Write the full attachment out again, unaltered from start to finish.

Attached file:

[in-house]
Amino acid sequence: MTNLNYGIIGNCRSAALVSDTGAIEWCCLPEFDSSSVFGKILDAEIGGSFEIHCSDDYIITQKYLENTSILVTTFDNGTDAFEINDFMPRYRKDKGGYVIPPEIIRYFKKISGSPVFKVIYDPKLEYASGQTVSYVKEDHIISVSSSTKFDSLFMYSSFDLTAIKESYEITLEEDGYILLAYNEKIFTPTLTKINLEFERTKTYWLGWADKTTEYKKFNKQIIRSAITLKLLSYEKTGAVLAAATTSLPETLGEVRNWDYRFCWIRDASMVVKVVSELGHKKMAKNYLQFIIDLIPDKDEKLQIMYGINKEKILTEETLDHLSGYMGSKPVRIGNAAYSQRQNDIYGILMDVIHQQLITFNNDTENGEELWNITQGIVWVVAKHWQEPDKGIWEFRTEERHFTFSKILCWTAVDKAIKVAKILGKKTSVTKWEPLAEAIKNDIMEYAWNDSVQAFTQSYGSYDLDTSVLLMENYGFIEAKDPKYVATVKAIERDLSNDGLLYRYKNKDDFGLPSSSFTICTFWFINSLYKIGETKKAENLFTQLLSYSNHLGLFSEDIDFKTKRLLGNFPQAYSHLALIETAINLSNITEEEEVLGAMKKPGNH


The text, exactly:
[in-house]
Amino acid sequence: MTNLNYGIIGNCRSAALVSDTGAIEWCCLPEFDSSSVFGKILDAEIGGSFEIHCSDDYIITQKYLENTSILVTTFDNGTDAFEINDFMPRYRKDKGGYVIPPEIIRYFKKISGSPVFKVIYDPKLEYASGQTVSYVKEDHIISVSSSTKFDSLFMYSSFDLTAIKESYEITLEEDGYILLAYNEKIFTPTLTKINLEFERTKTYWLGWADKTTEYKKFNKQIIRSAITLKLLSYEKTGAVLAAATTSLPETLGEVRNWDYRFCWIRDASMVVKVVSELGHKKMAKNYLQFIIDLIPDKDEKLQIMYGINKEKILTEETLDHLSGYMGSKPVRIGNAAYSQRQNDIYGILMDVIHQQLITFNNDTENGEELWNITQGIVWVVAKHWQEPDKGIWEFRTEERHFTFSKILCWTAVDKAIKVAKILGKKTSVTKWEPLAEAIKNDIMEYAWNDSVQAFTQSYGSYDLDTSVLLMENYGFIEAKDPKYVATVKAIERDLSNDGLLYRYKNKDDFGLPSSSFTICTFWFINSLYKIGETKKAENLFTQLLSYSNHLGLFSEDIDFKTKRLLGNFPQAYSHLALIETAINLSNITEEEEVLGAMKKPGNH